view single item

Photo credit: Herbert F. Johnson Museum of Art, Cornell University

IMPORTANT: Images displayed via this interface may NOT be reproduced without the express permission of the artist or the artist's representative. Please contact the Johnson Museum with any questions regarding image rights and reproduction.

Title: Sharecropper's daughter, Wilmington, North Carolina
Date: 1935
Medium: Gelatin silver print
Dimensions: Image / sheet: 9 3/4 × 10 5/16 inches (24.8 × 26.2 cm)
Credit Line: Gift of Diann G. Mann, Class of 1966, and Thomas A. Mann, Class of 1964
Object Number: 2018.095.023
Label Text: At the age of twenty, Rothstein became the first photographer assigned by the Farm Securities Administration (FSA) to demonstrate, through a sweeping photographic mission that would last over a decade, the need for and success of antipoverty New Deal policies. Other photographers employed by the FSA included Walker Evans, Dorothea Lange, and Marion Post Wolcott. Some of the pictures they created became iconic: just the titles “Migrant Mother” and “Allie Mae Burroughs” will be enough to evoke specific faces for some readers. Rothstein’s picture of a child looking through the window of her North Carolina home as though through prison bars, her mother and a baby sibling just visible in the interior gloom, did not circulate widely and exists in few documented collections. Yet for Rothstein it was evidently important: unusually, he elected to create it as a fine print, carefully enlarging and printing it. This example, presently the only one known, was acquired by the Manns from Jack Delano, also an FSA photographer, who likely received it directly from Rothstein. ("Celebrating Reunion at the Johnson," text by Kate Addelman-Frankel and presented at the Johnson Museum May 25-July 28, 2019)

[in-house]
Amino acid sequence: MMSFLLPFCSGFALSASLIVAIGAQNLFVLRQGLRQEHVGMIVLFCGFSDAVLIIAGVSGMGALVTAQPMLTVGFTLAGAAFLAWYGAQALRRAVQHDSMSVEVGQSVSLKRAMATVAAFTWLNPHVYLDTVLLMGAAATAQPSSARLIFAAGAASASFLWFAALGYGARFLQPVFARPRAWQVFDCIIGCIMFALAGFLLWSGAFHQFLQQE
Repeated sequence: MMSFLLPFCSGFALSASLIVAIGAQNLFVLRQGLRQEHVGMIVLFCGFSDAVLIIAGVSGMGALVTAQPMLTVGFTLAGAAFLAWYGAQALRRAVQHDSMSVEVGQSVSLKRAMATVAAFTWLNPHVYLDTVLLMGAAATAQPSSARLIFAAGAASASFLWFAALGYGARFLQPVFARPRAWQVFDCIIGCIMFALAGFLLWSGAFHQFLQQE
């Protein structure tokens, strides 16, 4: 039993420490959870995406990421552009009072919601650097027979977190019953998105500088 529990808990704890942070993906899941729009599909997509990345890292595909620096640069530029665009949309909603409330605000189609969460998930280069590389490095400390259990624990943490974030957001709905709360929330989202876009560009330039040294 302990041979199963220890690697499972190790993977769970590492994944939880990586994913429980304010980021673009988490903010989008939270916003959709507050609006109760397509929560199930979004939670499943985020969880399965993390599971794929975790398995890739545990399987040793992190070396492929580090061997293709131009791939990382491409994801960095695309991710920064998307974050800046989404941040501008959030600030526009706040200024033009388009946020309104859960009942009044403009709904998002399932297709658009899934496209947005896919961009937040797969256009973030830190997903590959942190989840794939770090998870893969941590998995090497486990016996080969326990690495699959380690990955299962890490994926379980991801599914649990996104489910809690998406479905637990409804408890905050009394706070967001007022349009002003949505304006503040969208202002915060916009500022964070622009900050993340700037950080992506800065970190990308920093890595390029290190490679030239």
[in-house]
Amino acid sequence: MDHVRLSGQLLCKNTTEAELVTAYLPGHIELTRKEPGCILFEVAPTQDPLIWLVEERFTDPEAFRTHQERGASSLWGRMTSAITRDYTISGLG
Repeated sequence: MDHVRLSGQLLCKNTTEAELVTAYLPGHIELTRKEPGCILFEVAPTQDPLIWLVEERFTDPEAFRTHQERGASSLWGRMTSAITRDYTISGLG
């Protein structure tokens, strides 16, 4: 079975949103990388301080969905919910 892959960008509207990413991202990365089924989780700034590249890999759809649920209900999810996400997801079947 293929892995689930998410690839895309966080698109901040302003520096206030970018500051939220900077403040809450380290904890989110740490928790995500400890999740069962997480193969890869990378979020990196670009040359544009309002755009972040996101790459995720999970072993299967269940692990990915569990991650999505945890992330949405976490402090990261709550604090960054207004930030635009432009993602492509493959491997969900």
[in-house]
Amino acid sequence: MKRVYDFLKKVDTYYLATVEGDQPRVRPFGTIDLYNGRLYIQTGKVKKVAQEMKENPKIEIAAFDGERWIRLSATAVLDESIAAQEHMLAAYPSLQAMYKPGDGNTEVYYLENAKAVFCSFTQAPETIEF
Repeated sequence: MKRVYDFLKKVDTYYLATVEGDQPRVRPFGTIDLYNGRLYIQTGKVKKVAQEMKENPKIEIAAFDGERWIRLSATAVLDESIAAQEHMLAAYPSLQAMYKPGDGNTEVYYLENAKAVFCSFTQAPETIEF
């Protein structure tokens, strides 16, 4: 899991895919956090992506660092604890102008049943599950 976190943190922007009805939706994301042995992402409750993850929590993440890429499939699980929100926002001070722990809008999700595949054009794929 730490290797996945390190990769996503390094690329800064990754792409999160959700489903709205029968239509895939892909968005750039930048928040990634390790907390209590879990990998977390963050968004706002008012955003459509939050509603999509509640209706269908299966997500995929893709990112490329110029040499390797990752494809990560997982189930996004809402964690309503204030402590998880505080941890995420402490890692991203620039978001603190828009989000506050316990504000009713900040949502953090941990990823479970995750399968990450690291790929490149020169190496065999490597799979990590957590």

NOTE: This electronic record is compiled from historic documentation which may not reflect the Johnson Museum's complete or current knowledge of the object. Review and refinement of such records is ongoing.